FOR IMMEDIATE RELEASE                                          CR
THURSDAY, JULY 18, 1996                            (202) 616-2765
                                               TDD (202) 514-1888


     WASHINGTON, D.C. -- The State of Vermont has agreed to begin
complying with a law that simplifies voter registration, the
Justice Department announced today.
     Under the National Voter Registration Act of 1993, also known
as the Motor-Voter law, most states were required by January 1995,
to provide voter registration for federal elections at motor
vehicle offices and other state agencies as well as through the
     Vermont, and two other states, were provided additional time
to comply in order to amend their state constitutions to eliminate
alleged inconsistencies with federal law.  Vermont claimed it had
until March 1999, but the Justice Department disagreed.
     Under the agreement, approved today by Judge J. Garvan Murtha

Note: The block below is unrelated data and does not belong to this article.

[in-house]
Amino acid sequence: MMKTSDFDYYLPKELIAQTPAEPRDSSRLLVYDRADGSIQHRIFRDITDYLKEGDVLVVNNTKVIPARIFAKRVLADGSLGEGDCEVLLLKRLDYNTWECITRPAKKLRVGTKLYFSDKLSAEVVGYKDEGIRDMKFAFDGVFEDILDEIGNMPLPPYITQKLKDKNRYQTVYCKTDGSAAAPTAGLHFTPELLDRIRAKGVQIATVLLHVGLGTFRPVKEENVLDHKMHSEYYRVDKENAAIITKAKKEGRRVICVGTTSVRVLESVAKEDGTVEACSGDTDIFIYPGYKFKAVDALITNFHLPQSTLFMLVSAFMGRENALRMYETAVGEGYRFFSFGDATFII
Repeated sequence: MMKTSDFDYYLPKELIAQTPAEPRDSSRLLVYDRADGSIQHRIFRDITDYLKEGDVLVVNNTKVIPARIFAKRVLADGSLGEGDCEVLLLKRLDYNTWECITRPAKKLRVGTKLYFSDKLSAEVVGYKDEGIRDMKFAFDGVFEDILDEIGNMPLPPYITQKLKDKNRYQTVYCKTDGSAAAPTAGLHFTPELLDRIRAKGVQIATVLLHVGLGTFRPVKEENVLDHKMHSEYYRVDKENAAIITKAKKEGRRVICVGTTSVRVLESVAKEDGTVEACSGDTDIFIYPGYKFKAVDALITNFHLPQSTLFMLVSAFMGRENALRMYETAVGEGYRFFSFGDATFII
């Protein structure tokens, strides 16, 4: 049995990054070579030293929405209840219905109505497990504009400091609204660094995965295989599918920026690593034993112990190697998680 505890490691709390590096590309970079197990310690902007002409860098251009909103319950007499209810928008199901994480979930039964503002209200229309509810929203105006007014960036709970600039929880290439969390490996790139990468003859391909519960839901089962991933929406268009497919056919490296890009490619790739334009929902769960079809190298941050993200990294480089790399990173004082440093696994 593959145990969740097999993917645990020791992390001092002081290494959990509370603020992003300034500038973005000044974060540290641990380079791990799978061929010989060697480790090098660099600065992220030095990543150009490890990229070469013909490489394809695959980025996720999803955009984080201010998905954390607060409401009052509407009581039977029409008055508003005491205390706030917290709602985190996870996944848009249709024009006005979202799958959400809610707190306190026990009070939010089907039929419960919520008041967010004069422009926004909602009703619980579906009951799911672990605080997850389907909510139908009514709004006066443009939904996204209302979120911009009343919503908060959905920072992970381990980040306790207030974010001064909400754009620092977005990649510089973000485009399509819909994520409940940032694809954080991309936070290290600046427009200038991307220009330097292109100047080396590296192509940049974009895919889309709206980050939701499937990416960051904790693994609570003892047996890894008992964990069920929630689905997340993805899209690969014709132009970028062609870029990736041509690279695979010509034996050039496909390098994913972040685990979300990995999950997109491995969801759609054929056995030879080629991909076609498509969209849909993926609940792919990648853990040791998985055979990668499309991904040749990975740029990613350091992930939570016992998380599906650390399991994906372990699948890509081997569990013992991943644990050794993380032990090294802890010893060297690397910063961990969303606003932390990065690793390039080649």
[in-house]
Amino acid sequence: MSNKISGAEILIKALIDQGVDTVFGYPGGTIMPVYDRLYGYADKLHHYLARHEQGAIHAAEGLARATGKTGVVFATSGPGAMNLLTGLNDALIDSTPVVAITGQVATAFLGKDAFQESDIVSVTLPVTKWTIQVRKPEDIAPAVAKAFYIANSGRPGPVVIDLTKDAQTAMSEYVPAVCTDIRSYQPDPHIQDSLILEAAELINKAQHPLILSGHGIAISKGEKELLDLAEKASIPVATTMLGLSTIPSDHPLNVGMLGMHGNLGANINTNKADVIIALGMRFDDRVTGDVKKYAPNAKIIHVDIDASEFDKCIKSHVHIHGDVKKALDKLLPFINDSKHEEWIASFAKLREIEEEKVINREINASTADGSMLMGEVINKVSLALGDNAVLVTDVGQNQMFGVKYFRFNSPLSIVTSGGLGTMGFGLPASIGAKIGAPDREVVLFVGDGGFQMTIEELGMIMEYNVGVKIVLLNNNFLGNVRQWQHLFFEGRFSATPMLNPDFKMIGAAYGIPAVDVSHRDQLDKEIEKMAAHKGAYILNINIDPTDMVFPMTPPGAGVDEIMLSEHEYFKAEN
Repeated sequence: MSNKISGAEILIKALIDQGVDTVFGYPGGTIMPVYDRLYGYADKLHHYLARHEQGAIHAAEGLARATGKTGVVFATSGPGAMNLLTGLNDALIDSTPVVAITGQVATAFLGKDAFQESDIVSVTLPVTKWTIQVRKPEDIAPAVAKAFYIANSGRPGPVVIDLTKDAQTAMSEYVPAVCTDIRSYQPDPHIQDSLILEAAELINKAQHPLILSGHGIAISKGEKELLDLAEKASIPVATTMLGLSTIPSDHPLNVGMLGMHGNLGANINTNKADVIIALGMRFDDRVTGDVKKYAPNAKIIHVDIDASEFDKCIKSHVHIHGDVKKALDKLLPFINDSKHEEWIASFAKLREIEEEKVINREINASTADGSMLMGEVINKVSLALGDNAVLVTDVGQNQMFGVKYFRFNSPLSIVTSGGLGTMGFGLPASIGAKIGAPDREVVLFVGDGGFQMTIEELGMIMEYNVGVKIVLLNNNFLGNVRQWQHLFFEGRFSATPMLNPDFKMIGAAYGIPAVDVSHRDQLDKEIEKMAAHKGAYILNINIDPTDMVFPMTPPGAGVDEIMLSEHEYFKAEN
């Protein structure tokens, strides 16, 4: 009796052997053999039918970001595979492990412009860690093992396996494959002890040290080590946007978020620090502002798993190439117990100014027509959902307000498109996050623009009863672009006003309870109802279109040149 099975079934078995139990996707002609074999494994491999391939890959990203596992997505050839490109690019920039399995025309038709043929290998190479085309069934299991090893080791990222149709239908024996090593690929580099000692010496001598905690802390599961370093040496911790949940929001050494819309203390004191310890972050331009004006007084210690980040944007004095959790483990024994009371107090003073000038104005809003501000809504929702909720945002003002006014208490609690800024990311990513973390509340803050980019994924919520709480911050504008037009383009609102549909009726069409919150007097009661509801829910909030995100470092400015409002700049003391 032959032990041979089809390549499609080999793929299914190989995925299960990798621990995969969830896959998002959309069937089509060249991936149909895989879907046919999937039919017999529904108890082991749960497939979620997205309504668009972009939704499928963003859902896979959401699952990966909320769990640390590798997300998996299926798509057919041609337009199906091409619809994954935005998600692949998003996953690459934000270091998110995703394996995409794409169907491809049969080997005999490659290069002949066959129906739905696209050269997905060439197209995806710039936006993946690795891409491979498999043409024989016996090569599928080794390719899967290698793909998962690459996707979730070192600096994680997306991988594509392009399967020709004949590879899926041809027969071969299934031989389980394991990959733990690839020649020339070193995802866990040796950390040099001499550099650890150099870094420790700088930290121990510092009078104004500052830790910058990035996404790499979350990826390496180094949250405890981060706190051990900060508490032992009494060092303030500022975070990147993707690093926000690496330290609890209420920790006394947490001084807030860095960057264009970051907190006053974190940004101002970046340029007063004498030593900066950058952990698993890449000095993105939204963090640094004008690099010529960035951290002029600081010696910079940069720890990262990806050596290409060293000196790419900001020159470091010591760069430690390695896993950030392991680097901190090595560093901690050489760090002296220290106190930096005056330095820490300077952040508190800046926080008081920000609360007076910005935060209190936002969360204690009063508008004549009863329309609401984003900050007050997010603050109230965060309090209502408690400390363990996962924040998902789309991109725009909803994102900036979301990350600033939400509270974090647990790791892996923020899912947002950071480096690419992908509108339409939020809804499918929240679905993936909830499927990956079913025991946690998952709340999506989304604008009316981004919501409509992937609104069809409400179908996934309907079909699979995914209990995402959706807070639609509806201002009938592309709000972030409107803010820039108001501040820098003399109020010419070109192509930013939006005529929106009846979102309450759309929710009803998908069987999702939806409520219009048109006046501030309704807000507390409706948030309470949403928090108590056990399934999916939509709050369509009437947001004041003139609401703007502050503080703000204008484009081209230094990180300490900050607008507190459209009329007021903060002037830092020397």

of the U.S. District Court in Burlington, the State has agreed to
substantially comply with the law by August 15, in time for the
upcoming Presidential elections.  
     "Millions of Americans already are benefitting from this
common sense law; now residents of Vermont will be able to benefit
as well," said Attorney General Janet Reno.
     Today's action enables the Justice Department to join a
private suit filed by a group of voting rights advocates last year. 
That suit is settled by the agreement.
     Vermont previously required residents to take a voter's oath
in person, and claimed that residents who mailed in registration
forms without doing so would be skirting this requirement.  Under
the agreement, residents who have not taken the oath when they mail
in their registration form will be able to take the oath in person
on the day they vote.
     The Justice Department has successfully defended the
constitutionality of the National Voter Registration Act in
California, Illinois, Pennsylvania, Virginia, Michigan and South
     Voting rights groups say that more than 11 million Americans
have registered under the new procedures during the first year of
the law.
     Vermont, which had already begun taking steps to comply, will
launch a publicity campaign to inform residents about the new ways
they can register to vote.
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